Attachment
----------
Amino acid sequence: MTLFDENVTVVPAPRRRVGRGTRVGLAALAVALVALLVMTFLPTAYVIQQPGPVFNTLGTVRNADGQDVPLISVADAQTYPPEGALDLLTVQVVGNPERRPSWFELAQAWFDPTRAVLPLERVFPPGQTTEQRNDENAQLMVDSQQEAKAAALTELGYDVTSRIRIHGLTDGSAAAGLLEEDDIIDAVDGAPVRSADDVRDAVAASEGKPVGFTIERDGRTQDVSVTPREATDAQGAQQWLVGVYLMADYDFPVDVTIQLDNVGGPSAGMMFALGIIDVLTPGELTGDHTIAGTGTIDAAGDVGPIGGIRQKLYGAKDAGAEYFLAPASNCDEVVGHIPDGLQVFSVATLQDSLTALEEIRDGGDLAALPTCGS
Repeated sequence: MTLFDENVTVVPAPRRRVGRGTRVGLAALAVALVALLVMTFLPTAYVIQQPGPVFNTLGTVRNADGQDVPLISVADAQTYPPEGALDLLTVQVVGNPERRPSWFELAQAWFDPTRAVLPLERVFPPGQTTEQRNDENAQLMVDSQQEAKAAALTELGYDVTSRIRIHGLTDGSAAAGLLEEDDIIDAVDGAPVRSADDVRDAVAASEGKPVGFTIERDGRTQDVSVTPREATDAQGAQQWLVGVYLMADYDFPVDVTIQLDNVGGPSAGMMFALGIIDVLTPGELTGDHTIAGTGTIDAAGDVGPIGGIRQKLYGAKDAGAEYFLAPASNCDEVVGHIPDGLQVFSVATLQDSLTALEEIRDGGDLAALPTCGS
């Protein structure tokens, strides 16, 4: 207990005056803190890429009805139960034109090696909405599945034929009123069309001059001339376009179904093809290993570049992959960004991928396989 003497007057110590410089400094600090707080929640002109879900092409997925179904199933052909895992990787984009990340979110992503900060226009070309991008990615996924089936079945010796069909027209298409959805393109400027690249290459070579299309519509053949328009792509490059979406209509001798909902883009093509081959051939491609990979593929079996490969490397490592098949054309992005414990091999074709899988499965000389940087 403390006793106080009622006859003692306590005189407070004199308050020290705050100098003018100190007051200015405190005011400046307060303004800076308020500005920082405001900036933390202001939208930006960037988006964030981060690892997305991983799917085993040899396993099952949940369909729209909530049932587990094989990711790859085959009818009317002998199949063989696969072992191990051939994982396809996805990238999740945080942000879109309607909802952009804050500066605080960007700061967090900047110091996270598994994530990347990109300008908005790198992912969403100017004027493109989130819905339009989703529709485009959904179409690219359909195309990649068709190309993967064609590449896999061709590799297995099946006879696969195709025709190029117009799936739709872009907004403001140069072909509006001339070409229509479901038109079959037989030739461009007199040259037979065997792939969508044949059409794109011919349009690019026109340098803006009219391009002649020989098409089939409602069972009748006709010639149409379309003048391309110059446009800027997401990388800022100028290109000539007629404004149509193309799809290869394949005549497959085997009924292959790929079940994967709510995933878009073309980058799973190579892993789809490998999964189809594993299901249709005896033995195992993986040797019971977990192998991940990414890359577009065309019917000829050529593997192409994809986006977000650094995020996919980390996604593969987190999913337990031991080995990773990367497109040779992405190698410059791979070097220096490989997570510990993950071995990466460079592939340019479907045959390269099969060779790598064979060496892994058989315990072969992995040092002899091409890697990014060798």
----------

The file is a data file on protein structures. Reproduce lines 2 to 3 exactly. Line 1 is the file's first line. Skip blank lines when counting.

Repeated sequence: MTLFDENVTVVPAPRRRVGRGTRVGLAALAVALVALLVMTFLPTAYVIQQPGPVFNTLGTVRNADGQDVPLISVADAQTYPPEGALDLLTVQVVGNPERRPSWFELAQAWFDPTRAVLPLERVFPPGQTTEQRNDENAQLMVDSQQEAKAAALTELGYDVTSRIRIHGLTDGSAAAGLLEEDDIIDAVDGAPVRSADDVRDAVAASEGKPVGFTIERDGRTQDVSVTPREATDAQGAQQWLVGVYLMADYDFPVDVTIQLDNVGGPSAGMMFALGIIDVLTPGELTGDHTIAGTGTIDAAGDVGPIGGIRQKLYGAKDAGAEYFLAPASNCDEVVGHIPDGLQVFSVATLQDSLTALEEIRDGGDLAALPTCGS
């Protein structure tokens, strides 16, 4: 207990005056803190890429009805139960034109090696909405599945034929009123069309001059001339376009179904093809290993570049992959960004991928396989 003497007057110590410089400094600090707080929640002109879900092409997925179904199933052909895992990787984009990340979110992503900060226009070309991008990615996924089936079945010796069909027209298409959805393109400027690249290459070579299309519509053949328009792509490059979406209509001798909902883009093509081959051939491609990979593929079996490969490397490592098949054309992005414990091999074709899988499965000389940087 403390006793106080009622006859003692306590005189407070004199308050020290705050100098003018100190007051200015405190005011400046307060303004800076308020500005920082405001900036933390202001939208930006960037988006964030981060690892997305991983799917085993040899396993099952949940369909729209909530049932587990094989990711790859085959009818009317002998199949063989696969072992191990051939994982396809996805990238999740945080942000879109309607909802952009804050500066605080960007700061967090900047110091996270598994994530990347990109300008908005790198992912969403100017004027493109989130819905339009989703529709485009959904179409690219359909195309990649068709190309993967064609590449896999061709590799297995099946006879696969195709025709190029117009799936739709872009907004403001140069072909509006001339070409229509479901038109079959037989030739461009007199040259037979065997792939969508044949059409794109011919349009690019026109340098803006009219391009002649020989098409089939409602069972009748006709010639149409379309003048391309110059446009800027997401990388800022100028290109000539007629404004149509193309799809290869394949005549497959085997009924292959790929079940994967709510995933878009073309980058799973190579892993789809490998999964189809594993299901249709005896033995195992993986040797019971977990192998991940990414890359577009065309019917000829050529593997192409994809986006977000650094995020996919980390996604593969987190999913337990031991080995990773990367497109040779992405190698410059791979070097220096490989997570510990993950071995990466460079592939340019479907045959390269099969060779790598064979060496892994058989315990072969992995040092002899091409890697990014060798």